I noticed yesterday that Bushy Park had tomatoes for 49 cents a kilo (around 22 cents a pound for U.S. readers). That's a really good price so of course I bought some - it will be a few months before I have tomatoes to pick from the garden. They were ripe-ish but not really ripe, so they're on the bench for a couple of days. Once they're properly ripe I'll quarter them and put them into the dehydrator for semi dried tomatoes for the summer. I love them in salads or on crackers, but refuse to pay $20 a kilo (or more) for them.
I have plans to make relish too. Some for us and some to put in the Christmas hampers.
These two grocery items will be added to our food stockpile, extending it and adding variety, but even better giving us more tasty food to enjoy for less.
Pellegrinos have 10 kilo bags of onions for $2.99 this week. I use a lot of onion and nearly always buy them by the bag. I also use a lot of onion flakes, especially in spag bol sauce, onion gravy, meatloaf, rissoles and meatballs. I have been buying onion flakes from Hindustan Imports but this lot is going to be sliced, dried and then crushed into flakes. http://www.hindustan.com.au/
I've been thinking about long-term food storage this week, the tomatoes and onions were a good reminder that there are alternative methods of preserving that I (or you) can easily utilise. We don't often have a blackout (I can only remember one in all the time we've been in this house) but I do often wonder what would happen if the power was out for more than a couple of days.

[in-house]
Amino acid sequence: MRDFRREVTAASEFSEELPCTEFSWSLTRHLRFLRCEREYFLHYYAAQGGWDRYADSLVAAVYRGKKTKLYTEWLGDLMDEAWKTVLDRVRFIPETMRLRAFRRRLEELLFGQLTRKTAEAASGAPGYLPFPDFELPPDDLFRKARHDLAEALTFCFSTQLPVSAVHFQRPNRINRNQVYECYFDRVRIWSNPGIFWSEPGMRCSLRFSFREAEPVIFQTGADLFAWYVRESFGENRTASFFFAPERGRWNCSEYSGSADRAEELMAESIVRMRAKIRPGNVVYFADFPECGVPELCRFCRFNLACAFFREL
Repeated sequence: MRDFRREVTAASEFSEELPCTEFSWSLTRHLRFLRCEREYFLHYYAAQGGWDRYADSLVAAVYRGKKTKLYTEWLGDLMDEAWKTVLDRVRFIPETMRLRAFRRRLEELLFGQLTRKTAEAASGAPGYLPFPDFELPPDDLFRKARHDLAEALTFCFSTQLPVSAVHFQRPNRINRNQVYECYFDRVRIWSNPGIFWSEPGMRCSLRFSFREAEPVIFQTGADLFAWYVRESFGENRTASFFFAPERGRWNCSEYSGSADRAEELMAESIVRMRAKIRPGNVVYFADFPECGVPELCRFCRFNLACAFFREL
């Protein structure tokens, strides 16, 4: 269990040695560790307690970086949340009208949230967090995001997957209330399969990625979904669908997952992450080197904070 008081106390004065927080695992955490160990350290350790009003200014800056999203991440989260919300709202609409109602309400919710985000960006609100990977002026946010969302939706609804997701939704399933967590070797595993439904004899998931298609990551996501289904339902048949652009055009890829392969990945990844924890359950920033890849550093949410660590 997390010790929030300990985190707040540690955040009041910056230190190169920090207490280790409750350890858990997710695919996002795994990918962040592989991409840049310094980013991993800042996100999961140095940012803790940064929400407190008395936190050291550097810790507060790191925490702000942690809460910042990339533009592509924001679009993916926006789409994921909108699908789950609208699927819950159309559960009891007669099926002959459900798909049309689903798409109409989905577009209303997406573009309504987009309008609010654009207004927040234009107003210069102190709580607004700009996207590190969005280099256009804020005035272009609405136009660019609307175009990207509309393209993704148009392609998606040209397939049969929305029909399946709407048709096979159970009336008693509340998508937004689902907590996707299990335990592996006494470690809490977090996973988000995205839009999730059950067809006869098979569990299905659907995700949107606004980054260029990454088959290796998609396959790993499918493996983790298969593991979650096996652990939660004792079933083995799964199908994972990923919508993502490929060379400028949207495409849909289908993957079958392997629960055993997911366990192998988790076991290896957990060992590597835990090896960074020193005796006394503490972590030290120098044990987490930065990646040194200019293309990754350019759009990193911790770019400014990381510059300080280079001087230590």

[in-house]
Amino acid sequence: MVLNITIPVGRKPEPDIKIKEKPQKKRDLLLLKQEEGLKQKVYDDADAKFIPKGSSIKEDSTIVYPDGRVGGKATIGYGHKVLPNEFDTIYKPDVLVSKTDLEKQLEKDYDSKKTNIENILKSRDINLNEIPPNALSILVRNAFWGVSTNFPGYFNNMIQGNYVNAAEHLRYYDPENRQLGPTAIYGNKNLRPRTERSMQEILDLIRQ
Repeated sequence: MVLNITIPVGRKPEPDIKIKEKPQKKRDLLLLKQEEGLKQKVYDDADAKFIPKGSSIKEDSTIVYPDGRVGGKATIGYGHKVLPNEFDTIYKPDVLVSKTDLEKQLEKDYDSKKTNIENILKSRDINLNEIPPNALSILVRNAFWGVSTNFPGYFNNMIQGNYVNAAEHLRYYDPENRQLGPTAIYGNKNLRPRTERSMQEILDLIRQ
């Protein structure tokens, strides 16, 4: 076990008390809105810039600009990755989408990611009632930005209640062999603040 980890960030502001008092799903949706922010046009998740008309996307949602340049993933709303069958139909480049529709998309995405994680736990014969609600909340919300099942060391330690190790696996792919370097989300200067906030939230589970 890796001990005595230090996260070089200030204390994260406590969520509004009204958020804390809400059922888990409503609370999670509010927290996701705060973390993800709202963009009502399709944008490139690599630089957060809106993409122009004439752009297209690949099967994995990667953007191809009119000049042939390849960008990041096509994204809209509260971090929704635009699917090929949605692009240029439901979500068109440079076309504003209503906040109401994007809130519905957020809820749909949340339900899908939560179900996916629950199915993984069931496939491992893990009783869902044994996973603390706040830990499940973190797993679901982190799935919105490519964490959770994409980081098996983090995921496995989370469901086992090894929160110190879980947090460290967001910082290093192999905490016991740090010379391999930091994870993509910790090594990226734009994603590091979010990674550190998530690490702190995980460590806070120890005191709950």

The freezer is always full of meat, chicken, vegetables and fruits and while cooking and eating some of it would be possible, saving all of it before it went bad would be nigh on impossible, especially without power.
Dehydrating is a simple way of preserving food. One big advantage is that dried foods don't take up a lot of space. You can use the oven to dry food, or you can use a solar dehydrator (easy to set up and use, and ideal for Australian summers), you can smoke meats, you bottle fruit and some vegetables using the hot water bath method, you can can food, including cooked meat dishes, using a pressure canner. There are a lot of options for homemakers.
I have a bottling outfit and the dehydrator that I use. I could make use of them more and that's what I'll be doing from now on.
During the next week I'll be busily drying tomatoes and onions (10kg for $2.99 at Pellegrinos) to add to the stockpile, content in knowing that I've saved us a lot of money.
What methods do you use to preserve food for your family stockpile?